Monday, November 9, 2009

Rice with vermicelli

You know how Italian families grow up on pasta? I grew up on rice. And I could still eat rice every night of the week. I love it, in all its countless incarnations. But the rice I love best is this rice, the rice I'm going to show you how to make today. It's the rice my mother makes, the one she learned to make from her mother, who learned from her mother, and so on and so on.

Every once in a while I'll stumble upon this rice in a Greek restaurant or a Middle Eastern restaurant, and I'll think, yes, just like home. Because that's what this rice is to me: home.

There are a couple things you need to know up front. First of all, we're going to use butter. And if we were truly being authentic, we would use rendered butter, but honestly, I never have figured out how to actually do that. Second, (and this one is non-negotiable) we need to use Uncle Ben's Converted Rice. No wild rice or sushi rice or brown rice or Carolina rice. God forbid—no instant rice. Uncle Ben's Converted Rice in the orange box.

Here's what you need to make about 4 servings (after double-checking with my mom, we decided it would be important to add that this will make 4 small side-dish size servings. We all love rice so much, that honestly, if we were really going to have four adults sitting down to dinner, I'd double it.)
  • 2-3 tablespoons of butter
  • @ a handful of thin vermicelli noodles
  • 1 cup of Uncle Ben's Converted rice
  • 2 cups of VERY hot water (the ratio is always 2 cups of liquid for every 1 cup of rice; so if you want to double the recipe, you would need 4 cups of water, 2 cups of rice)
  • salt
Melt the butter in a heavy saucepan.

Add the vermicelli. If you are using coiled vermicelli, break it apart so it looks like this:

Brown the vermicelli, stirring often. When the color is good, add the rice and stir everything around.

You want the rice coated in the butter. Now add the hot water. Add the water slowly, it's going to sizzle and spit because the pan is hot and the water is hot, so stand back a bit and watch the steam. Add some salt. Be generous. It won't hurt you.

Bring the liquid to a bowl and cover the pan. Simmer for about 20 minutes or until all the liquid is absorbed.

Now, this is important: Do NOT stir. Do NOT peek. Put the lid on the pan, turn the heat down to simmer and walk away. Set a timer, or watch the clock. When the liquid is gone, the rice is done.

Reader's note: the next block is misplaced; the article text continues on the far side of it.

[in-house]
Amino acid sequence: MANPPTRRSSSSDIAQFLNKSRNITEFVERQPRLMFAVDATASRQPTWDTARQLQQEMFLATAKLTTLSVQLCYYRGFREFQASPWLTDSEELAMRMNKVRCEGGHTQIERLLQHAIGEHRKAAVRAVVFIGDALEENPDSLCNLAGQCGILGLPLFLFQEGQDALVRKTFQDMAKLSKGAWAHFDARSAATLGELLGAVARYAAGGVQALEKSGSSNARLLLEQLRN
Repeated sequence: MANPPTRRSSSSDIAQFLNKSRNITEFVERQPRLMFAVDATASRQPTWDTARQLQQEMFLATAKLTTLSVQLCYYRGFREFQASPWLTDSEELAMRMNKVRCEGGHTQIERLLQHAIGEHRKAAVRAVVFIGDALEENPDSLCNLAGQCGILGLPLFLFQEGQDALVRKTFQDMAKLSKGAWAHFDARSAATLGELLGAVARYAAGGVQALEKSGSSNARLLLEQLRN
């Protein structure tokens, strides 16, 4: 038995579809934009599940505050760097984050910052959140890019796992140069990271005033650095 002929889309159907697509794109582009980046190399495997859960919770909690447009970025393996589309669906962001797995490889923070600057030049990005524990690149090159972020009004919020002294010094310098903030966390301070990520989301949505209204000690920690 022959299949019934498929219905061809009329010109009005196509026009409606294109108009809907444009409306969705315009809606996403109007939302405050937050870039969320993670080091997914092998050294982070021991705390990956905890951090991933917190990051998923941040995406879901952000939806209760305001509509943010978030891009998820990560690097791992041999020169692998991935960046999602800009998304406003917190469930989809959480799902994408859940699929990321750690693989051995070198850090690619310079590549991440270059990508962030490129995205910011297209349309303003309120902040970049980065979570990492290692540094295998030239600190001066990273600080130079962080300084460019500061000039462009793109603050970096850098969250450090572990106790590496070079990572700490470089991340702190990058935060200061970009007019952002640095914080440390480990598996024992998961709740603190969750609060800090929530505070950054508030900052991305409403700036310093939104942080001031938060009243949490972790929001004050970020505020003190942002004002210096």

If you want to add a little Middle Eastern flavor, sprinkle some cinnamon on top before you serve it.

I think this rice is delicious plain, but there are so many ways you can vary the recipe. You can certainly use chicken broth instead of water; you can add slivered almonds or toasted pine nuts or golden raisins, or top it with a bit of Greek yogurt or lebne. And it's a great accompaniment to everything from shish kebab to fish. It's a real favorite in our house.

How do you make rice? (On top of the stove? Rice cooker? Microwave?) What's your foolproof method?


  1. Yum. Now I know how it's done. But I have a feeling I'd still peek. Sigh.

  2. Yes, absolutely just like home - particularly for a Lebanese family! :)

  3. Yum.

    Okay, here's my idiot-proof, always perfect rice recipe:

    Butter a dish (pyrex, whatever)
    double the amount of liquid (i.e. 1 cup rice to 2 cups liquid, 2 cups rice to 4 cups liquid)
    1 tsp. salt

    Combine the above in the buttered dish. Cover. Bake at 325 for 1 hour and 15 minutes. You can use water, broth, etc for the liquid.

    it never fails.

  4. This is how I often make rice, too, Kristen! Except we call it rice pilaf. And I use jasmine rice (which isn't as good as Uncle Ben's in THIS case, you're absolutely right). In fact, I made it last night...and I'm having it, topped with the lentil and apple recipe I made (as a side dish for dinner) as lunch today. YUM.

  5. ok...if you don't peek how do you know the water is gone??

  6. Paula, sounds like we may have grown up in similar homes.

    kris, after 20min, you can peek. You just want to keep all that lovely steam inside the pan.

  7. I am so going to try this. Sounds and looks delicious!

  8. This sounds great! I never make rice because I seem to always end with a sticky mess, so I plan on trying your method.

  9. Kristen I made this tonight and it's great! We liked it. Such a nice change from plain rice or plain pasta! Great recipe. So glad to have learned something new!!

  10. Swoon...
    I would love this.
    Foster would love this.
    But the mess when my kids eat rice! OMG! It sticks to everything. I wonder if any of it actually makes it into their bellies. But this - wow. Yum!